Monday, April 3, 2017

Nesimi - What of it?



I myself took up the cloak of blame;
I smashed the bottle of honour and virtue on a stone.
        What of it?

 
Sometimes I rise up and watch the universe from above,
sometimes I go down to earth and lose myself in love.
        What of it?

 
Sometimes I study life’s meaning in the holy books,
sometimes I go to the tavern and get drunk.
        What of it?

 
Sometimes I enter my garden to pick roses for my darling;
I grew those roses and I gathered them.
        What of it?

 
The wine of this love is a sin, the orthodox think--
The sin is mine, I fill my glass and drink.
        What of it?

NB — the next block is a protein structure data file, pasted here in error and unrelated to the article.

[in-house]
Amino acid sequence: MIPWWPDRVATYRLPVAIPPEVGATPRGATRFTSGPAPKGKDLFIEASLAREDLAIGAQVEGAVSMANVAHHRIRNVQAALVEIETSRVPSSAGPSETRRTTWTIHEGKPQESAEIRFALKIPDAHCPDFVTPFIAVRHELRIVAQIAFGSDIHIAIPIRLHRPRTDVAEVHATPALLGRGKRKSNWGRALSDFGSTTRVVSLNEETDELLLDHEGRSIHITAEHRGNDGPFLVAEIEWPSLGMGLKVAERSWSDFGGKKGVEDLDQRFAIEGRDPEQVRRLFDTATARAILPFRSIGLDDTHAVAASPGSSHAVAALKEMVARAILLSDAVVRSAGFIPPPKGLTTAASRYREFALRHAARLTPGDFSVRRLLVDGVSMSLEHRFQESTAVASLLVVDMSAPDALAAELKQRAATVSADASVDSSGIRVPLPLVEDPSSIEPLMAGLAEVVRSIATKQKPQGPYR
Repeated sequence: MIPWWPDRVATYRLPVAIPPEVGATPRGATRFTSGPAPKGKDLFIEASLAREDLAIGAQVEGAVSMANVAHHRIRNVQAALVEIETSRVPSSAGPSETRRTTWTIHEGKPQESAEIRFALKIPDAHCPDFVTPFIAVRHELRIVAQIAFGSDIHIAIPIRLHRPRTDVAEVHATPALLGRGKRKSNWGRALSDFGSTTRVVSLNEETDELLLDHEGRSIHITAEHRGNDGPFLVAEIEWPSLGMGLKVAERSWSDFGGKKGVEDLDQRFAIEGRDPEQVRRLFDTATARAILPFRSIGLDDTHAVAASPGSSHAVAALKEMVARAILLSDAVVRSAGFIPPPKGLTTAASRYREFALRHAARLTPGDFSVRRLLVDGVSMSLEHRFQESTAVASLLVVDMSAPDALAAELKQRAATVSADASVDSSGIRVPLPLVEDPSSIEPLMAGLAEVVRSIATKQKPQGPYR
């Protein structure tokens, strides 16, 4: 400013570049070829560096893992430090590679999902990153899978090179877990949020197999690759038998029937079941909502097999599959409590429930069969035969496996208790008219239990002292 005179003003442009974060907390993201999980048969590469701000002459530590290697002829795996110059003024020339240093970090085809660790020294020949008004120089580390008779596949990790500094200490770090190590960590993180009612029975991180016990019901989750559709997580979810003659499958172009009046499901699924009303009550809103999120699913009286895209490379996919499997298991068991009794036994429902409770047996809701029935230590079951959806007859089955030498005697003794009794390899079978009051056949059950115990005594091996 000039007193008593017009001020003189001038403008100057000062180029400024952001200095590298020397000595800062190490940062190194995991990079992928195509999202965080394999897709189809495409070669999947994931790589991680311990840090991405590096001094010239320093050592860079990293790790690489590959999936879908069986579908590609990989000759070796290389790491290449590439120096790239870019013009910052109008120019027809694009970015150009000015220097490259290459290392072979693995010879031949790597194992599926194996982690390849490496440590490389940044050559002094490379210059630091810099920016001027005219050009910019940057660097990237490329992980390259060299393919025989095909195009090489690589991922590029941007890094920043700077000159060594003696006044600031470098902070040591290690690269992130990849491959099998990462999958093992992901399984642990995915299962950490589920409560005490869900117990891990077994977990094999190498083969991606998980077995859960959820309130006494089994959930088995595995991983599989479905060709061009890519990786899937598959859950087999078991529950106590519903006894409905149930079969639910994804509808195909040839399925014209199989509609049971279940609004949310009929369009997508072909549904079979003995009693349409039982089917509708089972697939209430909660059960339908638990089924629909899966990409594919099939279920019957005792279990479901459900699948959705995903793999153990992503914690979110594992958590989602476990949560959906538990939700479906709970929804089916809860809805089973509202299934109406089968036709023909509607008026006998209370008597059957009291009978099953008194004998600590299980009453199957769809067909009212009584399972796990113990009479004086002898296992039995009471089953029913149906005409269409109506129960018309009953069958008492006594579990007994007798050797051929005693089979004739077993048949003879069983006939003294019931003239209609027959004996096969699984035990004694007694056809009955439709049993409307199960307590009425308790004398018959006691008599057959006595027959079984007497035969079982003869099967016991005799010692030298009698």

The pious bow to the niche in the mosque;
I bow at the Beloved’s doorstep, pressing my face up close.
        What of it?

 
My enemy says loving beauty is sinful.
I love my beloved so I’ll gladly pay that price.
        What of it?

 
They ask Nesimi,
are you and your beloved getting along?
Whether we get along or not, my Beloved is mine.
        What of it? 


translated by Latif Bolat and Jennifer Ferraro


Nesimi (15th c.) Little is know of the early life of Seyid Imadeddin Nesimi, 
one of the greatest Turkish mystical poets of the late 14th and early 15th centuries.

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